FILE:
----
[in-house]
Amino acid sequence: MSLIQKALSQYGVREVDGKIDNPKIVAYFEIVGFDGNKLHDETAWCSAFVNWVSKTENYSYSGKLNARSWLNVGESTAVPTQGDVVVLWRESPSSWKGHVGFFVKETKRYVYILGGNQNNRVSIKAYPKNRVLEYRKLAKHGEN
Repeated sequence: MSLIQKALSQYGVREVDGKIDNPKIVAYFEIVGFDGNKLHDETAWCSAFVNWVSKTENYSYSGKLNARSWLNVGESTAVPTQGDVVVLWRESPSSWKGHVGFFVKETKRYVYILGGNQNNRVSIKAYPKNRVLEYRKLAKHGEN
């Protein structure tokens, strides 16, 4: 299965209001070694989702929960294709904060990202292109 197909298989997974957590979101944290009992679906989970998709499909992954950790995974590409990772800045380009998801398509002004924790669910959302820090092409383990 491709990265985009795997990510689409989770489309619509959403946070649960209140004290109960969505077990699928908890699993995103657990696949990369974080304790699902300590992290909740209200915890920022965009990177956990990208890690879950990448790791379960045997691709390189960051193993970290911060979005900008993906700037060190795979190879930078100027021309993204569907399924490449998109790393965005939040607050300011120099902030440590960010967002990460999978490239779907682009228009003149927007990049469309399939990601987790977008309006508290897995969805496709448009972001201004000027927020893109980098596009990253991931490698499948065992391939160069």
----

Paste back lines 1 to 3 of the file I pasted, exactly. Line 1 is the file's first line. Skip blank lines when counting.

[in-house]
Amino acid sequence: MSLIQKALSQYGVREVDGKIDNPKIVAYFEIVGFDGNKLHDETAWCSAFVNWVSKTENYSYSGKLNARSWLNVGESTAVPTQGDVVVLWRESPSSWKGHVGFFVKETKRYVYILGGNQNNRVSIKAYPKNRVLEYRKLAKHGEN
Repeated sequence: MSLIQKALSQYGVREVDGKIDNPKIVAYFEIVGFDGNKLHDETAWCSAFVNWVSKTENYSYSGKLNARSWLNVGESTAVPTQGDVVVLWRESPSSWKGHVGFFVKETKRYVYILGGNQNNRVSIKAYPKNRVLEYRKLAKHGEN